Beach litter across the United Kingdom is at its highest ever level. The Marine Conservation Society (MCS) reported in 2014 that plastic litter on beaches has increased by 140% since 1994. There are nearly 2,500 items of rubbish for every kilometre of beach across the UK. Around 80% of marine litter on beaches originates from terrestrial sources but fishing litter (e.g. line, net, crab pots, fish boxes, weights, lures and hooks) is also a regular find. Not only is it a public health risk and extremely expensive to clean up, it is also a hazard to marine wildlife through entanglement and ingestion. Turtles mistake plastic bags for jellyfish and eat them. The bags block their stomachs, often leading to death from starvation. Seabirds mistake floating plastic litter for food. Over 90% of fulmars found dead around the North Sea have plastic in their stomachs.
Beach litter across the United Kingdom is at its highest ever level.
The MCS started Beachwatch in 1994, a UK-wide beach cleaning programme and beach litter survey, involving local communities and volunteers. Beachwatch is a year-round initiative that now covers over 400 beaches. The Beachwatch programme culminates in the Great British Beach Clean on the third weekend of September every year. Beachwatch is part of the MCS campaign for Clean Seas and Beaches. The survey data is used to raise awareness of the impacts of litter, to campaign at a national level on marine litter issues and to promote measures to reduce litter at source.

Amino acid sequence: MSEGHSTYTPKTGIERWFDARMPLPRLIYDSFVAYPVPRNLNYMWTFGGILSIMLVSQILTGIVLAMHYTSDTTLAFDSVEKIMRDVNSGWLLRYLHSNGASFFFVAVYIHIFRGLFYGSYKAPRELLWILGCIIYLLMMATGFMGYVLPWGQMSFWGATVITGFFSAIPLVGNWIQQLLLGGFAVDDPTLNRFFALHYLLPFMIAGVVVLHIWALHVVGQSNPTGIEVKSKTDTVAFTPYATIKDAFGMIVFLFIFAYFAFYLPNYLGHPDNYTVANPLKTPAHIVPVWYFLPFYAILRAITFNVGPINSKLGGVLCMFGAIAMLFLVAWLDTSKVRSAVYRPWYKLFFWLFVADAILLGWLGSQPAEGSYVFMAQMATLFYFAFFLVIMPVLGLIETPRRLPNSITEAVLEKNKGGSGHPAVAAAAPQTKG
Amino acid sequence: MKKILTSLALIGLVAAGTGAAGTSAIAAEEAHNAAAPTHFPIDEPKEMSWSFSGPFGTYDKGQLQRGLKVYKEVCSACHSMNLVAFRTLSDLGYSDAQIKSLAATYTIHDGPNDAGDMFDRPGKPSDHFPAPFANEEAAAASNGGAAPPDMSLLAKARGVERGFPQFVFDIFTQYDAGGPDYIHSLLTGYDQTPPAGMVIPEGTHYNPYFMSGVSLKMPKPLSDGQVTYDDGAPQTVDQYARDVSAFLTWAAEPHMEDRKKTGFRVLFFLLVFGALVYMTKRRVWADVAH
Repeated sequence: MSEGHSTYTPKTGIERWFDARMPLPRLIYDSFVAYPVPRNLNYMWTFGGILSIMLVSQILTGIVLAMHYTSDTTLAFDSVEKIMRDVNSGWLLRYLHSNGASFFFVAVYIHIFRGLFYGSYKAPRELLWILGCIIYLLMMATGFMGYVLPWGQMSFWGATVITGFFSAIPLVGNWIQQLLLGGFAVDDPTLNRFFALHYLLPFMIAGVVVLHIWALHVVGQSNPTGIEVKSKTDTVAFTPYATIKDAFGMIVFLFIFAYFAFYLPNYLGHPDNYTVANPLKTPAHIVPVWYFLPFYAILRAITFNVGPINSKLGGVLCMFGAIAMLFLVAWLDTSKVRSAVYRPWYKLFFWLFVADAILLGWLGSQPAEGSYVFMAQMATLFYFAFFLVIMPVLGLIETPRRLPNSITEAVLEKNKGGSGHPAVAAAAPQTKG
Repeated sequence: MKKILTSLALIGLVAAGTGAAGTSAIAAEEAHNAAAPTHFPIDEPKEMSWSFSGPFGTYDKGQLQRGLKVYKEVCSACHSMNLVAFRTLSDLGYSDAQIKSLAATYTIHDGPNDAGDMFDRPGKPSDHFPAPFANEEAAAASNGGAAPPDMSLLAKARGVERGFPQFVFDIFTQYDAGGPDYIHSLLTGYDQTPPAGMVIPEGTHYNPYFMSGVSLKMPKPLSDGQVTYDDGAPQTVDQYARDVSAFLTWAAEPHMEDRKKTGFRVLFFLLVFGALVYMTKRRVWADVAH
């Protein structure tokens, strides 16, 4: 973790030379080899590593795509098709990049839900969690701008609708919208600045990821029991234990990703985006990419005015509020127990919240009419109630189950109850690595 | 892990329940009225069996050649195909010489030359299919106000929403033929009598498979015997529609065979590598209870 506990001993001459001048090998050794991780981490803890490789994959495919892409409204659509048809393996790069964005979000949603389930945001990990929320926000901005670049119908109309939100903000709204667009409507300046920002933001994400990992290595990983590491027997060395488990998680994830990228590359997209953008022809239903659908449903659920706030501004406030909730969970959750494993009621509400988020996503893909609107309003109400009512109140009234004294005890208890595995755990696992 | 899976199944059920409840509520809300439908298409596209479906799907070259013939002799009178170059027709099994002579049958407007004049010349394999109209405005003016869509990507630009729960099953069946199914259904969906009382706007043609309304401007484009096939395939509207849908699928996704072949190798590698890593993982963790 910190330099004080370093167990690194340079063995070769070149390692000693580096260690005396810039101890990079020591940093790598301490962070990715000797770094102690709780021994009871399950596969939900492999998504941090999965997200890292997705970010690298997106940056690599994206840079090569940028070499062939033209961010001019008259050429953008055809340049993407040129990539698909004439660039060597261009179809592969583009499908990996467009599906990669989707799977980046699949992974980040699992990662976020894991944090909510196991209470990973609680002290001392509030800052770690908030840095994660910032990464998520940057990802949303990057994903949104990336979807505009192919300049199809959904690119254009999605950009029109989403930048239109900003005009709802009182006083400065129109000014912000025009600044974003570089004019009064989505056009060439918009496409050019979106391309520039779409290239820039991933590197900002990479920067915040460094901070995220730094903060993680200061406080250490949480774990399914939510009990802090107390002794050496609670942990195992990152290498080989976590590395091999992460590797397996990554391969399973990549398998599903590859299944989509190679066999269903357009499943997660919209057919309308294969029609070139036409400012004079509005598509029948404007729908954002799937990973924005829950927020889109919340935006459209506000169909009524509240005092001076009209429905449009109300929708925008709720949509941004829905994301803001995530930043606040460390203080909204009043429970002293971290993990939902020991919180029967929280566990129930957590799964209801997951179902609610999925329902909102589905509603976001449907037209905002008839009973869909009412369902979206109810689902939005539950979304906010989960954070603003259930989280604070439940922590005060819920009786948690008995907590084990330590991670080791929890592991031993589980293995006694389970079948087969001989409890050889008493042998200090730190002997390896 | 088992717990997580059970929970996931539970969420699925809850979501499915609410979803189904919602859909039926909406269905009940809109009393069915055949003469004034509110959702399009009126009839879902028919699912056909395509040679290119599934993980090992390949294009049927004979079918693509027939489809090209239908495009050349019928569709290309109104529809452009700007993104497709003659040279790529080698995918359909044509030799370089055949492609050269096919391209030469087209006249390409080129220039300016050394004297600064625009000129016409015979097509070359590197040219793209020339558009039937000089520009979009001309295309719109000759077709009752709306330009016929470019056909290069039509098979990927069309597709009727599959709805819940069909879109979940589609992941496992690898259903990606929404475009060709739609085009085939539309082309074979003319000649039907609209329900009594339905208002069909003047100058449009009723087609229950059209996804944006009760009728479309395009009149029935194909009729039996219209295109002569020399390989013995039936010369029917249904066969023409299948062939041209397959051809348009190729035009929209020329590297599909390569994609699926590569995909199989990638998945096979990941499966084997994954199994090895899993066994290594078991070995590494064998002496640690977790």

MCS, together with the British Plastics Federation and others, have formed a Marine Litter Action Network (MLAN). MLAN was established to bring together people and their organisations from across different sectors to tackle the issue of marine litter. MLAN is working on practical solutions to reduce marine litter now, as well as securing commitments for long term actions from key players in the commercial, public and environmental sectors.
Over its 21years, Beachwatch has collected 5.3 million pieces of litter, weighing over 150 tonnes from nearly 3,000 kilometres of beach. During the Great British Beach Clean in September 2014, 5,349 volunteers participated in clean ups and surveys. The data collected by MCS have been used to advocate for policy changes and provided opportunities for collaboration with industry to address the problem. For example, MCS and Keep Scotland Beautiful have received funding from Zero Waste Scotland for a pilot project to tackle sewage-related debris through education in schools. MCS has introduced a ‘Hang on to your Tackle’ campaign for recreational fishers, and a national campaign to eliminate microplastics from face/body scrubs and other beauty products. MCS were also part of 'Break the Bag Habit', a campaign to achieve levies on single use carrier bags throughout the UK. The MCS is also advocating for strengthened marine litter strategies across the UK.
Having accurate data and consistent survey and clean up methods across the UK has been critical to ensure the suitability of the data for national and regional monitoring.
Collaborative approaches to solving marine litter problems are fundamental to developing shared solutions to more effectively influence government policy and regulation.